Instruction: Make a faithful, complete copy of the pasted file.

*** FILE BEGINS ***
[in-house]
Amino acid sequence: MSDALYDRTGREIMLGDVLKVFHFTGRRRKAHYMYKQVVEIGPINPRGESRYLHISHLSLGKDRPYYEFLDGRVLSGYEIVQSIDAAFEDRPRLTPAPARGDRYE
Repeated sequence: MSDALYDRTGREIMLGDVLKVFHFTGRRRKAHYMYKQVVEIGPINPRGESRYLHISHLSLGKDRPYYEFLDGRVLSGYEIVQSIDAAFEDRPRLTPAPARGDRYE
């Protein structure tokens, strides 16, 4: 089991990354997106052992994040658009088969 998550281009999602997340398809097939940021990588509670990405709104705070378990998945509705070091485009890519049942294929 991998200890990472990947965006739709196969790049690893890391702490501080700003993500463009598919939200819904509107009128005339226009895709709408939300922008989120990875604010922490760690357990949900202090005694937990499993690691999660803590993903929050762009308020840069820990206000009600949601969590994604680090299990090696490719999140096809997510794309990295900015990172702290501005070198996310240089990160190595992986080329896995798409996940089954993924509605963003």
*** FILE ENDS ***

[in-house]
Amino acid sequence: MSDALYDRTGREIMLGDVLKVFHFTGRRRKAHYMYKQVVEIGPINPRGESRYLHISHLSLGKDRPYYEFLDGRVLSGYEIVQSIDAAFEDRPRLTPAPARGDRYE
Repeated sequence: MSDALYDRTGREIMLGDVLKVFHFTGRRRKAHYMYKQVVEIGPINPRGESRYLHISHLSLGKDRPYYEFLDGRVLSGYEIVQSIDAAFEDRPRLTPAPARGDRYE
């Protein structure tokens, strides 16, 4: 089991990354997106052992994040658009088969 998550281009999602997340398809097939940021990588509670990405709104705070378990998945509705070091485009890519049942294929 991998200890990472990947965006739709196969790049690893890391702490501080700003993500463009598919939200819904509107009128005339226009895709709408939300922008989120990875604010922490760690357990949900202090005694937990499993690691999660803590993903929050762009308020840069820990206000009600949601969590994604680090299990090696490719999140096809997510794309990295900015990172702290501005070198996310240089990160190595992986080329896995798409996940089954993924509605963003």